Diabetes support? Uh. . . no, not from any frequent or consistent outside sources.

    My doctor, during my quarterly visits, is quite supportive and encouraging. And most of the time we get to be pleased that I’m doing well — A1c less than 5.5 nearly always. Sometimes, though, I do go through spells of just not caring so much — of being tired of being careful — I’ve had type 2 for more than 8 years. These spells may last maybe a month, but they always go away, and then I’m on track again.

    My husband and I go to the same doctor, and this is very helpful. This doctor has told him in my presence that I am not to take care of him, that he is responsible for taking care of himself. This might not be helpful to my husband, but it really helps me.

    I can discuss anything with my 40+ year old daughter, who is a gift and a friend, but lives 1500 miles away. We don’t dwell on diabetes — she doesn’t have it and so doesn’t realize the daily grind, and she has good things to talk about, such as her toddler daughter and what all her hubby and she are up to.

    Support otherwise — there is none — not even from my husband who was diagnosed with type 2 about 2 years ago. I could see it coming his way — both his parents had type 2, he doesn’t exercise much, and he like only about 3 different veggies.

    During those months before his diagnosis, I would comment on why I was doing certain things, how I choose different foods according to the glycemic index. etc. Mostly, I think he considered it just bugging him. Now, he ocassionaly follows my lead — if I don’t say anything about it — but mostly he doesn’t. It’s him mostly still clutching the TV remote, drinking regular cola, and eating next to no veggies.

    We’ve signed up at the YMCA, which I consider quite a coup — even his driving over with me and going in the door was pretty amazing. A personal trainer who is a physical therapist talked with him to find out his limitations (arthritis, poor balance, etc.) and has given him a set of exercises that will be helpful. I know, though, that if he’s to keep at it, I must go along and exercise with him, which I know will be good for me, too. There goes my schedule for tai chi, private walks, dance DVD’s, etc.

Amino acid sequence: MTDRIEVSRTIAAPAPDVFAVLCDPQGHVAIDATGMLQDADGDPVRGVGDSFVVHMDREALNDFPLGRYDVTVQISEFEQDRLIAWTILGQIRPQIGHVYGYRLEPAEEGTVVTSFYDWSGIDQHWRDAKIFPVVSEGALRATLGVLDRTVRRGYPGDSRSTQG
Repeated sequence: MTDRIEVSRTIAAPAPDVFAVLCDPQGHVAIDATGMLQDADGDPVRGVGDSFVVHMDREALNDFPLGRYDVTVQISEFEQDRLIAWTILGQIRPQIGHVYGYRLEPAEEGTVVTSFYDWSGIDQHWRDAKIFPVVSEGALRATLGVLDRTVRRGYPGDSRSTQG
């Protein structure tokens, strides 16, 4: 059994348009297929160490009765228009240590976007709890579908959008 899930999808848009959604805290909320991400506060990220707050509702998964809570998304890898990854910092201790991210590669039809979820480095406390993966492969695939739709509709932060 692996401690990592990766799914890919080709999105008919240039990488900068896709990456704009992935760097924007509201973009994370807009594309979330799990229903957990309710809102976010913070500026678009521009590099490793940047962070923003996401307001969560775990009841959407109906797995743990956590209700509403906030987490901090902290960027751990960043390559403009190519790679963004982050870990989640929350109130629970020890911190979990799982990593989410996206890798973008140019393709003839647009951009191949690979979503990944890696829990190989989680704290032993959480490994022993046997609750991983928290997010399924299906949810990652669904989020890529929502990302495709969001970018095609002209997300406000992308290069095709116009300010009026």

In all fairness, I must say that I believe he might be depressed. He’s had many, many health problems in the last three or four years, including several episodes of early-stage bladder cancer. He was medically retired about 18 months ago at age 56, lost his professional identity, and is now on full VA disability. He denies depression, though, so I don’t feel that my pursuing it would be productive.

    He’s really a very nice guy and a good man, but he just doesn’t seem to think it’s important to put out the effort re: his health. I can totally understand that, though, so I try very hard not to take it personally that he won’t take good care of himself. It doesn’t seem to occur to him that I’m the one who’ll be driving him back and forth to dialysis or will be the one taking care of him after his stroke.

    And so, yes, I do feel somewhat resentful about how he’s not handling things. But I see no other solution with him. He won’t go to a diabetes support group because he doesn’t “need” it; I can answer any of his questions, he says. To which I bite my tongue and do not reply, “What questions?” I do get tired of being his mentor and guide. I had to learn all this stuff by reading and talking with others, so why must I then be the sole example and source of info for him? And it also means that I should always, always be very, very good, which is not any easier for me than it is for him.